If you qualify for a hardship withdrawal, you can only take out the amount you need to cover the expense, nothing more. While you won’t have to pay the money back, you’ll have to pay federal incomes taxes on it. You may also have to pay a 10% early withdrawal penalty if you’re under age 59½, unless you qualify for an exception. We’ll discuss these exceptions in a later section.
Given the potential tax consequences and the impact on retirement savings, many people only consider hardship withdrawals after exhausting all their other options.
Your employer may allow you to take money out while you’re still working, if you meet certain age or service requirements. For example, withdrawals may be allowed for employees who are age 59½ or older. These types of distributions are known as in-service withdrawals. Your employer can impose additional restrictions, such as limiting how much you can take or which contributions you can touch—pretax, Roth, after tax, or employer match. All of the parameters should be outlined in your SPD.
Similar to hardship withdrawals, you may have to pay federal income taxes on the amount you receive, and a 10% early withdrawal penalty may apply if you’re under age 59½ unless you qualify for an exception.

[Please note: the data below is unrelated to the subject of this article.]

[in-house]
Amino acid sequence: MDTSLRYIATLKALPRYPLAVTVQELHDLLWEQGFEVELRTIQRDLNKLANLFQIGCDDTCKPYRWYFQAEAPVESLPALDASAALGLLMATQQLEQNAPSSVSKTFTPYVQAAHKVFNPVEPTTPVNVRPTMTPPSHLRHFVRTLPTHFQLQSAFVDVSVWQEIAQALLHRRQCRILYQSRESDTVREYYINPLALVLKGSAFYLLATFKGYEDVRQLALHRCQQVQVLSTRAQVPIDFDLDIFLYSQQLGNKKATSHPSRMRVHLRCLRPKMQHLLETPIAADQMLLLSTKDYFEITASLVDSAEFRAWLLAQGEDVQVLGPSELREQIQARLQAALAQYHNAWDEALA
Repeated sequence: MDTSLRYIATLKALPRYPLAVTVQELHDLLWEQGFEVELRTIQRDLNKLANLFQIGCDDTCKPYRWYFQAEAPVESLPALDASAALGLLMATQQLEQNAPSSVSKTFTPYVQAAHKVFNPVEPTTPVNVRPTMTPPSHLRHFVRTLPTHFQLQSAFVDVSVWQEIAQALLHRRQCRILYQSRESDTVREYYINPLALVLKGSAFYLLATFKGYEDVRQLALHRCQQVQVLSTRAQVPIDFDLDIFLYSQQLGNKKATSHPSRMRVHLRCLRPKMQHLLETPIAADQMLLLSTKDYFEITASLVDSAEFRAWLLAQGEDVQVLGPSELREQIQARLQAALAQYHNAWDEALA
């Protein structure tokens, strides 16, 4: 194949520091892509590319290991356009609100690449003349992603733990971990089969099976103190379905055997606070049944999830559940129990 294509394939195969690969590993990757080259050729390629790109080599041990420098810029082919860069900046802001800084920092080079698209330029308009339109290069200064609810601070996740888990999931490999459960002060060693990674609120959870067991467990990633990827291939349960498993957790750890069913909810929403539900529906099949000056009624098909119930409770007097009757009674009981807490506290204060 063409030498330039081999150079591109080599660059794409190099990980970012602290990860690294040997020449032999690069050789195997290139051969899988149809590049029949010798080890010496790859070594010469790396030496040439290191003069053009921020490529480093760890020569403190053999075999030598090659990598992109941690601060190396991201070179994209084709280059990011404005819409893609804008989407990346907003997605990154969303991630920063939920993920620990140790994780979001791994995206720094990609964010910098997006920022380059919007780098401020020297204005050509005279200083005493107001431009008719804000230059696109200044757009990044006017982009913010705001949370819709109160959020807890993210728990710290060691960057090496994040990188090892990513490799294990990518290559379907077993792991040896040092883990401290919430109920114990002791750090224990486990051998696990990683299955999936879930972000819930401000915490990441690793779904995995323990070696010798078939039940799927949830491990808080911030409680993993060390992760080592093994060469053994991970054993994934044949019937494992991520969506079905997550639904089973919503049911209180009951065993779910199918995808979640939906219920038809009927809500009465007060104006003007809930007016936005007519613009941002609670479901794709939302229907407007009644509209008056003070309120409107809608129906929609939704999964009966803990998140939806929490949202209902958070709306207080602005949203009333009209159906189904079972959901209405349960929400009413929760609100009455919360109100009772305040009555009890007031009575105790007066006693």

Before taking an in-service withdrawal, you should consider the reason for the distribution and the effect it could have on your taxes and 401(k) account. There may be a better way to achieve your goal while keeping your savings intact.
Withdrawals exempt from the early withdrawal penalty
The IRS waives the 10% tax penalty for certain types of 401(k) withdrawals, including:
- Death or total and permanent disability
- Unreimbursed medical expenses that exceed a certain percentage of your adjusted gross income
- A series of substantially equal payments after you separate from service
As you can see, the rules for taking a 401(k) withdrawal while you’re working can be quite complex. So, you may want to consult with a financial professional or tax advisor. They can help you understand your options, navigate the rules, and determine the best approach based on your unique circumstances.
Now, let’s look at the options that are available if you leave your job.
401(k) withdrawal options when you change jobs
You can generally do one of four things with your 401(k) account when you leave your employer. The types of investments and services you want and the potential impact on your retirement savings and taxes may influence which one you choose.